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Bridging the Skills Gap for Successful Human-Robot Collaboration in Industry 4.0: A Literature Review and Expert Validation Study

Bridging the Skills Gap for Successful Human-Robot Collaboration in Industry 4.0: A Literature Review and Expert Validation Study

Industry 4.0 is characterized by the wave of digital technologies being implemented in industry, such as big data, artificial intelligence, virtual and augmented reality, and collaborative robots. These technological advancements are transforming industrial manufacturing systems into smart systems where technology and human operators are expected to collaborate for successful task completion. This consequently creates changes to the roles of industrial operators who must now work in complex manufacturing systems with smart technologies. It is therefore imperative to train and upskill these operators for the upcoming implementation of digital technologies in the industrial workplace.

An important goal of the CONVERGING project is to develop training interfaces that upskill and reskill the operators for seamless and successful human-robot collaboration. However, prior to developing these training programs, it is vital to identify the operators’ current skill set as well as the future skills that would be expected from them. The training and upskilling programs can be designed accordingly to bridge this gap between the current and future skills and competencies. Identifying this gap not only helps prepare the workforce for the implementation of new technologies in the near future but also for the increasing wave of smart-manufacturing that will continue throughout the next decade.

A review of the literature on skills and competencies for Industry 4.0 showed us that soft skills, also referred to as non-technical skills, are being increasingly emphasized as crucial for the smart-industry era. Our review showed that while the need for technical skills remains high, the technical skills would vary based on the industrial tasks being performed. Soft skills on the other hand, are transferrable across contexts and are hence highlighted as necessary for enabling the workforce to adapt to changes in the manufacturing systems.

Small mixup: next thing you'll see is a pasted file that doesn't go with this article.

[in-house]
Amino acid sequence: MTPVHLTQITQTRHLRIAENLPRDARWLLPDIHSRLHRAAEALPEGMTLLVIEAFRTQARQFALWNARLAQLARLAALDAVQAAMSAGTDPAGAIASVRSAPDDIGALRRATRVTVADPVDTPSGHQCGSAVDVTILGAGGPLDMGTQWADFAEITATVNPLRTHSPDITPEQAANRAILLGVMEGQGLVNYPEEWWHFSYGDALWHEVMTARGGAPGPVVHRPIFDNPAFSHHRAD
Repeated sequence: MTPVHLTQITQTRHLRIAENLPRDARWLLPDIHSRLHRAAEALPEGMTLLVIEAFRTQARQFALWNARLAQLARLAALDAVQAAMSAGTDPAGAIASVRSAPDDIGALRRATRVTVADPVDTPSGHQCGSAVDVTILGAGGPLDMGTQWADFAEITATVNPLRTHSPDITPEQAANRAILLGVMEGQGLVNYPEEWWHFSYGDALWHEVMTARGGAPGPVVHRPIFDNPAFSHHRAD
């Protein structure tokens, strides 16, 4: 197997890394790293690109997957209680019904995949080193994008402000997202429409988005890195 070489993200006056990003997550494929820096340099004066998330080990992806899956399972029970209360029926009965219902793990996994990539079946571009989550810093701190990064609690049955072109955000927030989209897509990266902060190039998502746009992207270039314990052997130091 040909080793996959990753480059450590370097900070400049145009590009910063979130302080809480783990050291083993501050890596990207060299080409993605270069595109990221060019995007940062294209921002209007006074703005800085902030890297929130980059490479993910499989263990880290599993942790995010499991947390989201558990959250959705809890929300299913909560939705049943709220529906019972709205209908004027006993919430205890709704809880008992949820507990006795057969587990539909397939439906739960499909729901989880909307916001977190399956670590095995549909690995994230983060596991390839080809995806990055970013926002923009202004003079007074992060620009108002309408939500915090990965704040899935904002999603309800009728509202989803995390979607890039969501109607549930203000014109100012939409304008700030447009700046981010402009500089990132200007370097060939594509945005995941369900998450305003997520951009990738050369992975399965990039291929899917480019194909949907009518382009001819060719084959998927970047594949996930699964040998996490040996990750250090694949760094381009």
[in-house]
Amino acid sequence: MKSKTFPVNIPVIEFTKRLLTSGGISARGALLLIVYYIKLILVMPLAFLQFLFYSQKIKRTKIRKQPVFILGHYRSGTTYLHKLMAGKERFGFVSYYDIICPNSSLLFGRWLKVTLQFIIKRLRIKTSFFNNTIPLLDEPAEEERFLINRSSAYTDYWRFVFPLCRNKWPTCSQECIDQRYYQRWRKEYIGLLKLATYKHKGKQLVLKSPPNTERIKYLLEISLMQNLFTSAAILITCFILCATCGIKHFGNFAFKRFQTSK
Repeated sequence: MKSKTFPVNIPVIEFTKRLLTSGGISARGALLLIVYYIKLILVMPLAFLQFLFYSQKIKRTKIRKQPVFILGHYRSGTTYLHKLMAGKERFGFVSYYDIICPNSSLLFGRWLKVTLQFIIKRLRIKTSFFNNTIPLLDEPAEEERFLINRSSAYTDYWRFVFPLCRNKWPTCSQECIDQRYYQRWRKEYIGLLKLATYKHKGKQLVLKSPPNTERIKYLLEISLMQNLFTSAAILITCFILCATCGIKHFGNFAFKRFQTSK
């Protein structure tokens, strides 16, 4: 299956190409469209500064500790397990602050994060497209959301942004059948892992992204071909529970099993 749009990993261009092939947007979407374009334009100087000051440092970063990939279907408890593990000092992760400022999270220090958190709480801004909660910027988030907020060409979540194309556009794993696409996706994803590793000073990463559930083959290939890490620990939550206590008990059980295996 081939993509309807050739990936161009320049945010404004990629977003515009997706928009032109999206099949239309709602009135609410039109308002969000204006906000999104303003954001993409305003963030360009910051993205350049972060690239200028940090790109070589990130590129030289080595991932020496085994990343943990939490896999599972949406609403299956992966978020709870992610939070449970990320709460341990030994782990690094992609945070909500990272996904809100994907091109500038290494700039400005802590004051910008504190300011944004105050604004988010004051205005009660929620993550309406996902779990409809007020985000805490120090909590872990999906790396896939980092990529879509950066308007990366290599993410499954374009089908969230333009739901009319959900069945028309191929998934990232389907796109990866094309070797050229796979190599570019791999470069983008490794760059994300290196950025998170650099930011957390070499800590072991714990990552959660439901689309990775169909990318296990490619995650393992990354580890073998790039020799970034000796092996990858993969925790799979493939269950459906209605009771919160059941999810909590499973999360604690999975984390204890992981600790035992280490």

We categorized the skills determined from our literature search using the categories proposed by Hart et al. (2021). Our literature search demonstrated that thinking skills such as problem solving, decision-making, and critical thinking, are in high demand and will continue to be expected from industrial workers as automation in the industry grows. Additionally, social skills such as leadership and teamwork, and self-management skills such as proactivity and an inclination to learn, are skills that will be sought after in Industry 4.0. Core competencies that will be essential for the workers in Industry 4.0 are skills related to digital literacy, data-related skills, and use of IT systems.

This literature review was the first step in the process to capture the skills required for the operators. Following this, we will validate this list of skills synthesized from the literature, with experts in the industrial manufacturing field through open-ended surveys. Importantly, this input from experts will help us recognize if there is a gap that exists in the operators’ current skill set and future skill set expected from them.

The training of industrial operators is crucial for enabling a successful transition to the smart-manufacturing systems that CONVERGING is working towards. However, it is also crucial for preparing the operators for a long-term change that will rapidly be implemented in smart manufacturing systems. The new training interfaces being developed are prime opportunities for reskilling and upskilling the operators for long-term workforce sustainability.